E-chip to sort out tech snags in local trains | mumbai | Hindustan Times
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E-chip to sort out tech snags in local trains

A small electronic chip may put an end to the technical troubles faced by the city's local trains, and the subsequent delays.

mumbai Updated: Jun 04, 2011 01:16 IST
Shashank Rao

A small electronic chip may put an end to the technical troubles faced by the city's local trains, and the subsequent delays.

The Central Railway (CR) has installed electronic chips inside two retrofitted trains on a trial basis. A retrofitted train is one of the old trains whose electrical components have been upgraded.

Gradually, the electronic chip will be installed in the remaining 115 trains running on the central line.

On June 3, a member of the Railway Board inspected the train at Chhatrapati Shivaji Terminus.

The chip, fitted inside every motor cab of the train, will locate the technical problem in the train as well as the extent of the problem and send a signal to the person sitting in the control room. A motor cab is the coach that contains the electrical components; a nine-coach train has three motor cabs.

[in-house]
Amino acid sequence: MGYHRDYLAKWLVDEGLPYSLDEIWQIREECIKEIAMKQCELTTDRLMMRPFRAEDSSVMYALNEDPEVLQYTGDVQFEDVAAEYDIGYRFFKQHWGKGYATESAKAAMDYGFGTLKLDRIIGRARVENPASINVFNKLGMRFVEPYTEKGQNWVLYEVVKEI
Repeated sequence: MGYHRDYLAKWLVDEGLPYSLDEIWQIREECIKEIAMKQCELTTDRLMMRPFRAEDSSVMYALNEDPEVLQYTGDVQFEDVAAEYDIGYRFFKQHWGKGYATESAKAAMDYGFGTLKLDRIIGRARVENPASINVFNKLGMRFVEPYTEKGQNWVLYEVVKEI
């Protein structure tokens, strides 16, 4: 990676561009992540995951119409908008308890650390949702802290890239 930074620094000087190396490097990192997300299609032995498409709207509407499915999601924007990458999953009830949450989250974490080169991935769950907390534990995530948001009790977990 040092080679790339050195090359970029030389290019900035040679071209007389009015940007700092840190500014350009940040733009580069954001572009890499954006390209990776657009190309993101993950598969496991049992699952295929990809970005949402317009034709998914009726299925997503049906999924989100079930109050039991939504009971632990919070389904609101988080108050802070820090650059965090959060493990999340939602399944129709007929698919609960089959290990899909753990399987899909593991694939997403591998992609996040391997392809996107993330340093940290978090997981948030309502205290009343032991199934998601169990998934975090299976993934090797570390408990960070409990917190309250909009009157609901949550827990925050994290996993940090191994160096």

This means that engineers will be able to sort out the problem sooner as they won't have to spend time figuring out what has gone wrong.

The chip will enable officials to sort out the issue without physically being present in the train as they will be able to guide a motorman or guard from the control room.

The chip can also sort out issues related to the train's software and microprocessor as it will be fed with solutions.

"We can rectify software-related technical snags sitting anywhere in the world. We have aligned the microprocessor

fitted in the train with the server using the chip. Now,

minor technical failures can be rectified through commands from another location," explained a CR official, on condition of anonymity as he is not authorised to speak to the media.

If it's a major problem, the engineer will need to physically attend to it, but the chip will have located the source and nature of the snag so repairs will be faster.

Usually, trains come to an abrupt halt when there's a unit failure or problem in the train circuits, and until the engineers identify the problem after reaching the spot, the train cannot be moved. This upsets train schedules across the entire line.

The chip will, however, not be able to rectify hardware issues.

Since April, the CR has been carrying out trials and officials feel that the experiment has been successful.

Work on using the chip began at the Kurla car shed in April 2010.